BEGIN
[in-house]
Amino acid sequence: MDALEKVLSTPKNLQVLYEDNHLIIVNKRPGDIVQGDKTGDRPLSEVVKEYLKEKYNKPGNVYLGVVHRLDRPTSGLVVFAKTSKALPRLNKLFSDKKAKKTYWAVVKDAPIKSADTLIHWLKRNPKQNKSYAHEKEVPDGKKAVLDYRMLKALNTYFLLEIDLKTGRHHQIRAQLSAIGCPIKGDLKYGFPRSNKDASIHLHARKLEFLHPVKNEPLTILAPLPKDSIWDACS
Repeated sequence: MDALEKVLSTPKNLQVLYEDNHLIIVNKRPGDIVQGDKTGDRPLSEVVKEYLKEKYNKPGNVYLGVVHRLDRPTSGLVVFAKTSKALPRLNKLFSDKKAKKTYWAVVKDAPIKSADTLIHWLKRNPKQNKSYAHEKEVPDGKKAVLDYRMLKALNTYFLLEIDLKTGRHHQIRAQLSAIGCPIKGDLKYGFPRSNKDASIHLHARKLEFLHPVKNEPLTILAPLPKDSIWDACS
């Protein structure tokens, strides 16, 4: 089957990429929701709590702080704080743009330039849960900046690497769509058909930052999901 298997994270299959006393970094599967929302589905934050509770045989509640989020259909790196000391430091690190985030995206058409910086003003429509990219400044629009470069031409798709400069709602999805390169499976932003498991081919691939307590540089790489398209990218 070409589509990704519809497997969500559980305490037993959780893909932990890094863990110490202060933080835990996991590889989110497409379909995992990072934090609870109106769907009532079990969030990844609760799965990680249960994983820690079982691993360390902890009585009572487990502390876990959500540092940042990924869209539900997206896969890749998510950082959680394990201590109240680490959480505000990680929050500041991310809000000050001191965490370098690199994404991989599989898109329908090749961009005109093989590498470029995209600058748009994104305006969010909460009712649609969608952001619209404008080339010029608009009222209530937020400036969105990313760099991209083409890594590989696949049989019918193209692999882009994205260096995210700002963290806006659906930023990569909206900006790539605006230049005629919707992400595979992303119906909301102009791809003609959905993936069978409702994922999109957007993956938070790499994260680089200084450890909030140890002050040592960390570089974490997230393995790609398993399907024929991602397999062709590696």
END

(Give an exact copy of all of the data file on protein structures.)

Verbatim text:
[in-house]
Amino acid sequence: MDALEKVLSTPKNLQVLYEDNHLIIVNKRPGDIVQGDKTGDRPLSEVVKEYLKEKYNKPGNVYLGVVHRLDRPTSGLVVFAKTSKALPRLNKLFSDKKAKKTYWAVVKDAPIKSADTLIHWLKRNPKQNKSYAHEKEVPDGKKAVLDYRMLKALNTYFLLEIDLKTGRHHQIRAQLSAIGCPIKGDLKYGFPRSNKDASIHLHARKLEFLHPVKNEPLTILAPLPKDSIWDACS
Repeated sequence: MDALEKVLSTPKNLQVLYEDNHLIIVNKRPGDIVQGDKTGDRPLSEVVKEYLKEKYNKPGNVYLGVVHRLDRPTSGLVVFAKTSKALPRLNKLFSDKKAKKTYWAVVKDAPIKSADTLIHWLKRNPKQNKSYAHEKEVPDGKKAVLDYRMLKALNTYFLLEIDLKTGRHHQIRAQLSAIGCPIKGDLKYGFPRSNKDASIHLHARKLEFLHPVKNEPLTILAPLPKDSIWDACS
């Protein structure tokens, strides 16, 4: 089957990429929701709590702080704080743009330039849960900046690497769509058909930052999901 298997994270299959006393970094599967929302589905934050509770045989509640989020259909790196000391430091690190985030995206058409910086003003429509990219400044629009470069031409798709400069709602999805390169499976932003498991081919691939307590540089790489398209990218 070409589509990704519809497997969500559980305490037993959780893909932990890094863990110490202060933080835990996991590889989110497409379909995992990072934090609870109106769907009532079990969030990844609760799965990680249960994983820690079982691993360390902890009585009572487990502390876990959500540092940042990924869209539900997206896969890749998510950082959680394990201590109240680490959480505000990680929050500041991310809000000050001191965490370098690199994404991989599989898109329908090749961009005109093989590498470029995209600058748009994104305006969010909460009712649609969608952001619209404008080339010029608009009222209530937020400036969105990313760099991209083409890594590989696949049989019918193209692999882009994205260096995210700002963290806006659906930023990569909206900006790539605006230049005629919707992400595979992303119906909301102009791809003609959905993936069978409702994922999109957007993956938070790499994260680089200084450890909030140890002050040592960390570089974490997230393995790609398993399907024929991602397999062709590696």